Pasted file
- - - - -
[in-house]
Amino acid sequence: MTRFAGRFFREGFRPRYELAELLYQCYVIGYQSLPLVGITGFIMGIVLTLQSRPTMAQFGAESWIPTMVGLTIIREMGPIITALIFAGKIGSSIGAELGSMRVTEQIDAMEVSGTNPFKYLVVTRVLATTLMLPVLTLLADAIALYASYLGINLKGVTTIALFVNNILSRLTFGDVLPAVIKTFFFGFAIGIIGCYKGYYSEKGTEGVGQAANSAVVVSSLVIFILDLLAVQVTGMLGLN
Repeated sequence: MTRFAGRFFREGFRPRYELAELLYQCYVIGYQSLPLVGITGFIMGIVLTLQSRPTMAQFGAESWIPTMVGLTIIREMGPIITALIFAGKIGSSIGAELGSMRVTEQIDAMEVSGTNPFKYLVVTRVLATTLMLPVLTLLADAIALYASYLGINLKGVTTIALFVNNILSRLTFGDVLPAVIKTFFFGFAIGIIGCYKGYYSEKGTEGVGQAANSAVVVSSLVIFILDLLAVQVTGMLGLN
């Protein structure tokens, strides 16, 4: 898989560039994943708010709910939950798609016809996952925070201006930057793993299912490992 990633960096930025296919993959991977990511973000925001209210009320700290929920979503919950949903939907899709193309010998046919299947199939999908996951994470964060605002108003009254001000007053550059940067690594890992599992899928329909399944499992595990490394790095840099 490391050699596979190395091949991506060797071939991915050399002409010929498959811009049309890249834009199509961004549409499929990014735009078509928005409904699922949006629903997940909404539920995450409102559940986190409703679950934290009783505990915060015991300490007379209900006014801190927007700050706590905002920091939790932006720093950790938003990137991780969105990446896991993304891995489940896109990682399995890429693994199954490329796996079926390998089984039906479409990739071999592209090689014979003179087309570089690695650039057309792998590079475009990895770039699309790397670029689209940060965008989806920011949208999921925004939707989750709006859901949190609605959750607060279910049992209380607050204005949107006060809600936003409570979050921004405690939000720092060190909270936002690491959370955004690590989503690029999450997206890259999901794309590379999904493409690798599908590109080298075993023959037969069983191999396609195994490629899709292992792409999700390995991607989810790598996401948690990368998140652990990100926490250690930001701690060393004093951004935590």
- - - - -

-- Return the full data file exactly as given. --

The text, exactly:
[in-house]
Amino acid sequence: MTRFAGRFFREGFRPRYELAELLYQCYVIGYQSLPLVGITGFIMGIVLTLQSRPTMAQFGAESWIPTMVGLTIIREMGPIITALIFAGKIGSSIGAELGSMRVTEQIDAMEVSGTNPFKYLVVTRVLATTLMLPVLTLLADAIALYASYLGINLKGVTTIALFVNNILSRLTFGDVLPAVIKTFFFGFAIGIIGCYKGYYSEKGTEGVGQAANSAVVVSSLVIFILDLLAVQVTGMLGLN
Repeated sequence: MTRFAGRFFREGFRPRYELAELLYQCYVIGYQSLPLVGITGFIMGIVLTLQSRPTMAQFGAESWIPTMVGLTIIREMGPIITALIFAGKIGSSIGAELGSMRVTEQIDAMEVSGTNPFKYLVVTRVLATTLMLPVLTLLADAIALYASYLGINLKGVTTIALFVNNILSRLTFGDVLPAVIKTFFFGFAIGIIGCYKGYYSEKGTEGVGQAANSAVVVSSLVIFILDLLAVQVTGMLGLN
């Protein structure tokens, strides 16, 4: 898989560039994943708010709910939950798609016809996952925070201006930057793993299912490992 990633960096930025296919993959991977990511973000925001209210009320700290929920979503919950949903939907899709193309010998046919299947199939999908996951994470964060605002108003009254001000007053550059940067690594890992599992899928329909399944499992595990490394790095840099 490391050699596979190395091949991506060797071939991915050399002409010929498959811009049309890249834009199509961004549409499929990014735009078509928005409904699922949006629903997940909404539920995450409102559940986190409703679950934290009783505990915060015991300490007379209900006014801190927007700050706590905002920091939790932006720093950790938003990137991780969105990446896991993304891995489940896109990682399995890429693994199954490329796996079926390998089984039906479409990739071999592209090689014979003179087309570089690695650039057309792998590079475009990895770039699309790397670029689209940060965008989806920011949208999921925004939707989750709006859901949190609605959750607060279910049992209380607050204005949107006060809600936003409570979050921004405690939000720092060190909270936002690491959370955004690590989503690029999450997206890259999901794309590379999904493409690798599908590109080298075993023959037969069983191999396609195994490629899709292992792409999700390995991607989810790598996401948690990368998140652990990100926490250690930001701690060393004093951004935590």